A couple of weeks ago, the papers were again full of criticism of the former prime minister. His one time chancellor Alistair Darling was sticking the boot in. It was an attack on the man’s personality, not his policies: a savage criticism of his management style, not his achievements. He stands accused of being a bully who did not tolerate dissent and didn’t encourage debate.

The hypocrisy in all this is the pretence that this is an unacceptable and untypical management style when in fact it is part of a widespread culture in politics and the public sector. The people who rise to the top tend to be the scary bullies.

They are the ones with the personalities so dominant and self belief so uncritical that people around them shrink. They promote Yes men and Yes women. Their decisions and mistakes go unchallenged. Without genuine debate, collective responsibility becomes a question of personal loyalty or fear. Senior colleagues own the decisions through commitment to the leader or through fear of the leader. Neither, however, make for good decisions.

The argument centres on Nick Clegg now. Is Clegg just a Yes man to David Cameron’s policies? Are the Liberal Democrats being bullied by their Conservative counterparts? Many would claim so, although the recent Health Bill concessions would suggest some balance is in operation.

However, the majority of observers would agree that the coalition is not run on a 50-50 split. Moreover, Cameron and Osborne are trying to push policies which many Lib Dem MPs and supporters directly oppose.

It might not be on the same level as Alistair Darling’s comments on Gordon Brown, but if we don’t want this type of leadership to prevail - and we shouldn’t - then we need to stop focusing on the individual and concentrate on the merits of the arguments. Where they exist, we need people who will stand up to the bullies, not Yes men and women.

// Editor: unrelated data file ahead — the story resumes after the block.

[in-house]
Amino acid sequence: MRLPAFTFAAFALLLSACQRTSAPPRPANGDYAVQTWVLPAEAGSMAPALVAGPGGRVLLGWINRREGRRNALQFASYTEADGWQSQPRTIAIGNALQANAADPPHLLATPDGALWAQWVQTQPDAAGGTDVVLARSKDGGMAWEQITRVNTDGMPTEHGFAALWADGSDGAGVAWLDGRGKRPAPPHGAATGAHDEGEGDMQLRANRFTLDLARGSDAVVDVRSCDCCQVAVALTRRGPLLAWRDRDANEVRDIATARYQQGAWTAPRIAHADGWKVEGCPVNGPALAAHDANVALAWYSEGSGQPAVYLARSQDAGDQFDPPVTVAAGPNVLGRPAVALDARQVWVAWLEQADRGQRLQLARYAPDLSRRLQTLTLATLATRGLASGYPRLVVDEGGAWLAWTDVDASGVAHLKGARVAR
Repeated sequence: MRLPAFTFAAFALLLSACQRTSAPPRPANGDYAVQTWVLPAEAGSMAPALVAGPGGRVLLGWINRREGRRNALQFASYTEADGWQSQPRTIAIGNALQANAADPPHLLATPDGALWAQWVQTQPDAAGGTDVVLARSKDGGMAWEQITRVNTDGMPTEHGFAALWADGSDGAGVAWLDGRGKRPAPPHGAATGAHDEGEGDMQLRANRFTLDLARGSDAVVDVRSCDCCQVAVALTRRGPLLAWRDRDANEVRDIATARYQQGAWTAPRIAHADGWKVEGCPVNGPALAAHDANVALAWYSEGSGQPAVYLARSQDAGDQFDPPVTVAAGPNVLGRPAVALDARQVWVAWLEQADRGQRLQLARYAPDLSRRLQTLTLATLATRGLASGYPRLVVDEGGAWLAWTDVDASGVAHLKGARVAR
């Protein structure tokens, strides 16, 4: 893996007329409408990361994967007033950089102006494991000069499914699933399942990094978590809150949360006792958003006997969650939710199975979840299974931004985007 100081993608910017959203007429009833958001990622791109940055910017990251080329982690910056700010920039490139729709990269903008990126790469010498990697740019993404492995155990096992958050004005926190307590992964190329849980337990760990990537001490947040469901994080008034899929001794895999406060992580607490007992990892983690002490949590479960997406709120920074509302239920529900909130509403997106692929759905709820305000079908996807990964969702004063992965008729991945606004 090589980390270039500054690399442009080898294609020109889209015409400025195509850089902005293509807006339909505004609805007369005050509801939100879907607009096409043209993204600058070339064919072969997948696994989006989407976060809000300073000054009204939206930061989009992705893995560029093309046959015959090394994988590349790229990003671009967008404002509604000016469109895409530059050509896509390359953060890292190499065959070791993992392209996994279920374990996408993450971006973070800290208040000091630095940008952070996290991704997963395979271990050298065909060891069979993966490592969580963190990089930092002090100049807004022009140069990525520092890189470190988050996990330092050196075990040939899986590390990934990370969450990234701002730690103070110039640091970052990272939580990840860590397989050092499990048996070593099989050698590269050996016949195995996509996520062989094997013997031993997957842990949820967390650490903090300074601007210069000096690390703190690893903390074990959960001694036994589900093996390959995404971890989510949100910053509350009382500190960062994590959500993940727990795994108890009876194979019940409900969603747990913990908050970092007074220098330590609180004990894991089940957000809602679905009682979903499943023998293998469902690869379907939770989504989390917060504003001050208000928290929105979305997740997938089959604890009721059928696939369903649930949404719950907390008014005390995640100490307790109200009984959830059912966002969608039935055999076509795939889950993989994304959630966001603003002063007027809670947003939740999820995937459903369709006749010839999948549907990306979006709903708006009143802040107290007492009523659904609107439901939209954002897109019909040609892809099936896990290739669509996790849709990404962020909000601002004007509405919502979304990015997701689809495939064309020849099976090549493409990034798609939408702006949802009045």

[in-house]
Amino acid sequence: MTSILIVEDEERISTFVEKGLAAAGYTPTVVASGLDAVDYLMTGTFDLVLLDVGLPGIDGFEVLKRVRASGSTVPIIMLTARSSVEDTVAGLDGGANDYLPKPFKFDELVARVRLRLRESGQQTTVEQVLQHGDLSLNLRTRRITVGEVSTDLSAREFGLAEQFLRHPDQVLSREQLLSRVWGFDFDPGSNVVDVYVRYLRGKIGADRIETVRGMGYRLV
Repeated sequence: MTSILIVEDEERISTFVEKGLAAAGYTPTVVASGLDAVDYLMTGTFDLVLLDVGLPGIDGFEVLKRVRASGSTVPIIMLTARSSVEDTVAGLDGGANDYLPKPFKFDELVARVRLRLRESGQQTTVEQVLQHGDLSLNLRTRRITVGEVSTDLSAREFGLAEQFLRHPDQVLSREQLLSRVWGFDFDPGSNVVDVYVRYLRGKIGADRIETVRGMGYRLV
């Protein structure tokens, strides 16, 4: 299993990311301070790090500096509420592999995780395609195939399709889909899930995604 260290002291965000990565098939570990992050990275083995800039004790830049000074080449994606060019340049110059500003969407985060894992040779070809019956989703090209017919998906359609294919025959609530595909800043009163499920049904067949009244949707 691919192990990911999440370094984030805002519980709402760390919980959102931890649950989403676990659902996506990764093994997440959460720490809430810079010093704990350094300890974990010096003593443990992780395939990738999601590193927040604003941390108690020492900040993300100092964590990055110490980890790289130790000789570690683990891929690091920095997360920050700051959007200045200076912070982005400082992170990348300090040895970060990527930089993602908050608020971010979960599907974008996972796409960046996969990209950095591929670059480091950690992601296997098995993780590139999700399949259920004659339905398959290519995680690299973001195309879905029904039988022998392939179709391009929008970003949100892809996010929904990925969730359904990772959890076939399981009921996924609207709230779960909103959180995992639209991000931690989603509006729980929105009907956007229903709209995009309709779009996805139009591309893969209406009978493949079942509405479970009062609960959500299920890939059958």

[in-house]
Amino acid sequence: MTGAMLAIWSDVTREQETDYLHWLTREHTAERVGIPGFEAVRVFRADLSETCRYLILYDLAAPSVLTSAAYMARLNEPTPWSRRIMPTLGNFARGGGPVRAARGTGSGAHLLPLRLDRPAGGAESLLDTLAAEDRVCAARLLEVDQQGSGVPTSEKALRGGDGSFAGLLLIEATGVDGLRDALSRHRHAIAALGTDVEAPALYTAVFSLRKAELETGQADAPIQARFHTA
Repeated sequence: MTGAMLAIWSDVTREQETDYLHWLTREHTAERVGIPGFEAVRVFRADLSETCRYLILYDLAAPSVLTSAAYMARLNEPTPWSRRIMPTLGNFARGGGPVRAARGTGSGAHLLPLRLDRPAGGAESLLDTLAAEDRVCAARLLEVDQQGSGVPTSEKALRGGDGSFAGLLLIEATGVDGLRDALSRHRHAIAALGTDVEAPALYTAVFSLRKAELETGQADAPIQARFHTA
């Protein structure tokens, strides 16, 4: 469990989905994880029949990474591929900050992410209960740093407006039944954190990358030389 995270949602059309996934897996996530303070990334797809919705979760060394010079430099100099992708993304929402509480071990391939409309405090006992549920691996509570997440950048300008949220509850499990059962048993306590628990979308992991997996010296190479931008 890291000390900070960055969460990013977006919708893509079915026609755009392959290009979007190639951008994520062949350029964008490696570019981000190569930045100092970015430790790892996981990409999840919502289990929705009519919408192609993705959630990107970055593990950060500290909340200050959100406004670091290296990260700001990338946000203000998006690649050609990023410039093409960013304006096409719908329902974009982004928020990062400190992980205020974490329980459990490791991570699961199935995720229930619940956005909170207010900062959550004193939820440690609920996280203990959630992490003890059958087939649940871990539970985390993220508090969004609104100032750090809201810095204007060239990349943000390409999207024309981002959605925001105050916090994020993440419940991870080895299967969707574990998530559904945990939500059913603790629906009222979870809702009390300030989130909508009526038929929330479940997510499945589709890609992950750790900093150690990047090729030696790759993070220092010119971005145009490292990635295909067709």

A story about responsibility…

The curtains were drawn and the flat was in darkness even though it was mid afternoon. There was a strong smell of burning. The lights didn’t work. The electricity had been cut off. It was colder inside the flat than out side. There was not a stick of furniture in the living room and no carpet on the floor.

In the centre of the room were the charred remains of a recent fire made of twigs, waste paper and broken furniture. A quick check revealed the tenant was known to mental health services but they said he did not have a mental health problem. According to the psychiatrist he just had an awkward personality and possibly a mild learning disability.

The combined health and social service leaning disability team disagreed. There was no evidence of a learning disability. The local social service team for older people didn’t want to know because he was under 65. Housing said they had received complaints from neighbours but had failed to find anyone in when they called. The benefits agency said he had failed to keep a number of appointments despite several letters so they had stopped his money weeks ago. “That usually does the trick,” the benefits officer said. 

No one wanted to accept responsibility but everyone felt someone should do something.

The story has a happy ending. The worker at the drop in centre got the benefits restarted, the electricity back on and some second hand furniture. 

The issue is not, what powers do agencies have?, or what rights an individual has, but who is going to take responsibility to sort out the problems.

In the end it wasn’t that difficult but it could have been a very different ending: an eviction, a charge of arson or a compulsory admission to psychiatric hospital. Or something even more tragic.